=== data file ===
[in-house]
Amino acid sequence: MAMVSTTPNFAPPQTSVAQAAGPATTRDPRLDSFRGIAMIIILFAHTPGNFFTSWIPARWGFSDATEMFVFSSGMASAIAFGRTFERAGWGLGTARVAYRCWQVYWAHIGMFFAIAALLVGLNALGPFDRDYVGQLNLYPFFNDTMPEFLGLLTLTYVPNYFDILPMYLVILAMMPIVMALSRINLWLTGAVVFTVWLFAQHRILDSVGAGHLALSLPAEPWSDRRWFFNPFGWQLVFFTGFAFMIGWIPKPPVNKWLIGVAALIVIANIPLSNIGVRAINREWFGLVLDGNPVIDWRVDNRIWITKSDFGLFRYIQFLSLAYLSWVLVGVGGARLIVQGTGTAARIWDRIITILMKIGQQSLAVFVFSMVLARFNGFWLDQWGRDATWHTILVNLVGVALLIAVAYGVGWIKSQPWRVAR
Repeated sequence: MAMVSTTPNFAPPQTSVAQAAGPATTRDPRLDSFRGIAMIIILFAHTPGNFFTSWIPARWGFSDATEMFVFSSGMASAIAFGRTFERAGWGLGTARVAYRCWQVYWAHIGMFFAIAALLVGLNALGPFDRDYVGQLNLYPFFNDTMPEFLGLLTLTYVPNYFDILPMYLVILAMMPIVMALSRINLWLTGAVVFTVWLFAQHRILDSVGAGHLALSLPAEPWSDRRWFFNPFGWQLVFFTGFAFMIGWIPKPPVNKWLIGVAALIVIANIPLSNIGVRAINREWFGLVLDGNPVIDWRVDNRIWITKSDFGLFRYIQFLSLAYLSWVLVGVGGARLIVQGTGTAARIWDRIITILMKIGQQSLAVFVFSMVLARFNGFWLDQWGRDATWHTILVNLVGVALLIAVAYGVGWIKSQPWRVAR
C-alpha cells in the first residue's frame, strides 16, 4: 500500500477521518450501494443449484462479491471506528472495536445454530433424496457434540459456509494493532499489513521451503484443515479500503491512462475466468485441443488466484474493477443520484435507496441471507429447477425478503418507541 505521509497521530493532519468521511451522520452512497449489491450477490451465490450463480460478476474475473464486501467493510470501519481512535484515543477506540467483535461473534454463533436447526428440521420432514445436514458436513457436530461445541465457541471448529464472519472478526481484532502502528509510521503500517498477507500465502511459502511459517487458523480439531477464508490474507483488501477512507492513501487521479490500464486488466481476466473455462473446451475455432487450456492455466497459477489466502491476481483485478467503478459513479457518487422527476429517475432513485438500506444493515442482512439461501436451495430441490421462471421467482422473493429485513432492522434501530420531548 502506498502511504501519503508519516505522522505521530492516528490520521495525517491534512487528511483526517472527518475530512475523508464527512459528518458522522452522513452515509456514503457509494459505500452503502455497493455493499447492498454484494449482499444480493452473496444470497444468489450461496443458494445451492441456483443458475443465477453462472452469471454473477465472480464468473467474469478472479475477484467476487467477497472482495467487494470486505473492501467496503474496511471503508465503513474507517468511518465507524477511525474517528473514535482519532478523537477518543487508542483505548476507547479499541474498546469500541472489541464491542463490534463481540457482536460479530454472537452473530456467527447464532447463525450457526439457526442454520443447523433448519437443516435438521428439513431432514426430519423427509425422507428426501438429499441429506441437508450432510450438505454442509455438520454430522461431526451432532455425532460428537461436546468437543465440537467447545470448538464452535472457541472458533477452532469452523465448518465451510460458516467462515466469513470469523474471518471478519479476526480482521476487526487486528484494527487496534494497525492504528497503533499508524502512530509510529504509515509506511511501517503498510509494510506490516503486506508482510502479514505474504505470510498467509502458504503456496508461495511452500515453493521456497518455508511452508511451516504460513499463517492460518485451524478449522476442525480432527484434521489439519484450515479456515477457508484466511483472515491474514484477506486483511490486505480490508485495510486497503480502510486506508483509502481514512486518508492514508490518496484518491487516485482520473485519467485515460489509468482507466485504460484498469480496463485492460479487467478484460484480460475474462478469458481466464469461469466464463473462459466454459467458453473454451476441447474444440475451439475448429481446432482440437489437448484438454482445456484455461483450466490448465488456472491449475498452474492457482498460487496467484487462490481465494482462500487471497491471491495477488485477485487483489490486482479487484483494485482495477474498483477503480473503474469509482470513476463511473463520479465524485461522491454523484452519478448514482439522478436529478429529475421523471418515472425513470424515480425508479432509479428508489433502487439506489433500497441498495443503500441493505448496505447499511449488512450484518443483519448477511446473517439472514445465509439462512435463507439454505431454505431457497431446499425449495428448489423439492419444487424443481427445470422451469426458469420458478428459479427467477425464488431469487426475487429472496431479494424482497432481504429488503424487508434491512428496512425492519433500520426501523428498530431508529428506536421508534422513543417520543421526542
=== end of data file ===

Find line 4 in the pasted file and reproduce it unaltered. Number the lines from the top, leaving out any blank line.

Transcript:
C-alpha cells in the first residue's frame, strides 16, 4: 500500500477521518450501494443449484462479491471506528472495536445454530433424496457434540459456509494493532499489513521451503484443515479500503491512462475466468485441443488466484474493477443520484435507496441471507429447477425478503418507541 505521509497521530493532519468521511451522520452512497449489491450477490451465490450463480460478476474475473464486501467493510470501519481512535484515543477506540467483535461473534454463533436447526428440521420432514445436514458436513457436530461445541465457541471448529464472519472478526481484532502502528509510521503500517498477507500465502511459502511459517487458523480439531477464508490474507483488501477512507492513501487521479490500464486488466481476466473455462473446451475455432487450456492455466497459477489466502491476481483485478467503478459513479457518487422527476429517475432513485438500506444493515442482512439461501436451495430441490421462471421467482422473493429485513432492522434501530420531548 502506498502511504501519503508519516505522522505521530492516528490520521495525517491534512487528511483526517472527518475530512475523508464527512459528518458522522452522513452515509456514503457509494459505500452503502455497493455493499447492498454484494449482499444480493452473496444470497444468489450461496443458494445451492441456483443458475443465477453462472452469471454473477465472480464468473467474469478472479475477484467476487467477497472482495467487494470486505473492501467496503474496511471503508465503513474507517468511518465507524477511525474517528473514535482519532478523537477518543487508542483505548476507547479499541474498546469500541472489541464491542463490534463481540457482536460479530454472537452473530456467527447464532447463525450457526439457526442454520443447523433448519437443516435438521428439513431432514426430519423427509425422507428426501438429499441429506441437508450432510450438505454442509455438520454430522461431526451432532455425532460428537461436546468437543465440537467447545470448538464452535472457541472458533477452532469452523465448518465451510460458516467462515466469513470469523474471518471478519479476526480482521476487526487486528484494527487496534494497525492504528497503533499508524502512530509510529504509515509506511511501517503498510509494510506490516503486506508482510502479514505474504505470510498467509502458504503456496508461495511452500515453493521456497518455508511452508511451516504460513499463517492460518485451524478449522476442525480432527484434521489439519484450515479456515477457508484466511483472515491474514484477506486483511490486505480490508485495510486497503480502510486506508483509502481514512486518508492514508490518496484518491487516485482520473485519467485515460489509468482507466485504460484498469480496463485492460479487467478484460484480460475474462478469458481466464469461469466464463473462459466454459467458453473454451476441447474444440475451439475448429481446432482440437489437448484438454482445456484455461483450466490448465488456472491449475498452474492457482498460487496467484487462490481465494482462500487471497491471491495477488485477485487483489490486482479487484483494485482495477474498483477503480473503474469509482470513476463511473463520479465524485461522491454523484452519478448514482439522478436529478429529475421523471418515472425513470424515480425508479432509479428508489433502487439506489433500497441498495443503500441493505448496505447499511449488512450484518443483519448477511446473517439472514445465509439462512435463507439454505431454505431457497431446499425449495428448489423439492419444487424443481427445470422451469426458469420458478428459479427467477425464488431469487426475487429472496431479494424482497432481504429488503424487508434491512428496512425492519433500520426501523428498530431508529428506536421508534422513543417520543421526542